BAY COUNTY, Fla. (WMBB) – All six Bay County law enforcement agencies have come together to secure a state-of-the-art technology system for fighting crimes. 

It’s called the ‘Bay Real-Time Operation Center’ or ‘BAYROC.’

It uses real-time technology, like traffic cameras, to give information to law enforcement to help solve crimes. 

Bay County Sheriff Tommy Ford said a good example of how the system is used is if a crime happens on the beach, they can use BAYROC to follow the person’s car through other areas of the county, track that car and communicate the information to the law enforcement agency in charge. 

“It uses an integrated system combining school cameras, traffic cameras, business cameras, and license plate readers, as well as other resources and databases that are available to law enforcement,” Ford said. 

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BAYROC is housed at BCSO. It currently has two full-time analysts and a supervisor.  

The goal is to provide real-time information that can be directly communicated to law enforcement to help solve crimes. BAYROC became operational in November 2021.

Since then, local law enforcement has already had success with the program. 

“By contacting an analyst, we were able to track down an elderly woman who had early dementia that was tracked all over the county and ultimately located in Alabama,” Springfield Police Chief Barry Roberts said. “It is a great program.”

BAYROC can also locate where all law enforcement vehicles are stationed compared to where the calls for service are.

Bay County agencies used combined grant money to pay for the system.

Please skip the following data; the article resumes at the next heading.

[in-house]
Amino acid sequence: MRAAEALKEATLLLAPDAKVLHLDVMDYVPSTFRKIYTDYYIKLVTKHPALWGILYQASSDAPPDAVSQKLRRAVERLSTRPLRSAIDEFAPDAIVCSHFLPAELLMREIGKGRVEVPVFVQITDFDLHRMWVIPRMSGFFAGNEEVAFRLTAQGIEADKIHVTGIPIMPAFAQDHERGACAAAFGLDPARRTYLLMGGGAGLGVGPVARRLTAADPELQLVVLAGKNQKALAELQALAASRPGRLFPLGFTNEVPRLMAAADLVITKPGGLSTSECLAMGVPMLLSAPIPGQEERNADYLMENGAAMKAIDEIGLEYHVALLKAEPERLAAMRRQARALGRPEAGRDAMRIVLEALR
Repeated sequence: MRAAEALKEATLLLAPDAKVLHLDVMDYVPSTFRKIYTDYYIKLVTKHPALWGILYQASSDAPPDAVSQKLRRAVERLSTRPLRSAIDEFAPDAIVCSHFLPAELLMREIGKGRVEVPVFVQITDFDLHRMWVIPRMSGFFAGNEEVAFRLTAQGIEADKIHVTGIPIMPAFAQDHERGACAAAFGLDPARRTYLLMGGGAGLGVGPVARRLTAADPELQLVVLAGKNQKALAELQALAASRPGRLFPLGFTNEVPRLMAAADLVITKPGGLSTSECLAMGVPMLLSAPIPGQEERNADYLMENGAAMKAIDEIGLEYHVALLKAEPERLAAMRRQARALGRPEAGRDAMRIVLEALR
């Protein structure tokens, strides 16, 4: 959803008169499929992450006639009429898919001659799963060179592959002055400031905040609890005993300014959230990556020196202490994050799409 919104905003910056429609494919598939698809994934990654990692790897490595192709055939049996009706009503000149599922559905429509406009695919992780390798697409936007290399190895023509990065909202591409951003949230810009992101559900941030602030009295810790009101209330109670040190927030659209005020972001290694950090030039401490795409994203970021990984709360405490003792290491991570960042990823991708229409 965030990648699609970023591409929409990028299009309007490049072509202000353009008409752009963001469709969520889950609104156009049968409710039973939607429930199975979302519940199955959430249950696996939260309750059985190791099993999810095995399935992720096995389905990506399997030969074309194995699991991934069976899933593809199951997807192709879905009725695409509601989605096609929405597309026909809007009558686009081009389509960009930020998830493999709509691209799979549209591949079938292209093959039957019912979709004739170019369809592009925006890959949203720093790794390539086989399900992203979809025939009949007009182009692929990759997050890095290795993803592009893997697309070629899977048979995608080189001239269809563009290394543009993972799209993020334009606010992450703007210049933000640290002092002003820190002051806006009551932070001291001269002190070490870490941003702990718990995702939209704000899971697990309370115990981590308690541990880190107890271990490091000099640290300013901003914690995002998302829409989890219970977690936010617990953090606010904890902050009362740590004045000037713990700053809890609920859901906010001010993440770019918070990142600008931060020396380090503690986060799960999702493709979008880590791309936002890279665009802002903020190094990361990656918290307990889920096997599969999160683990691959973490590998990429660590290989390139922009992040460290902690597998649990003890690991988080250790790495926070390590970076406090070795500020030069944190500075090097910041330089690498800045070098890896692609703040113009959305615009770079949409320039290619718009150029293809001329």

Agency leaders said communication will be key to this operation.

“We have such a good relationship with our police departments and we are all working toward the same goal that we are able to do it all and work together,” Sheriff Ford said. 

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Ford said they are aware of privacy concerns. He said the license plate reader technology cannot truly identify the driver, just the plates. The rest must be done using other law enforcement files. 

“The license plate readers, they do not identify who you are as you are driving around,” Sheriff Ford said. “It basically captures an image of your license plate and it runs it against a hotlist, which is a list of tag numbers that are already associated with felons or Amber Alerts.”

The cameras being used are the ones that have been at Bay District Schools for years, and the traffic cameras are available to the public on the county website. Ford said they have a short retention period. 

Within the next few months, BCSO plans to expand the operation center so it can hold up to eight analysts.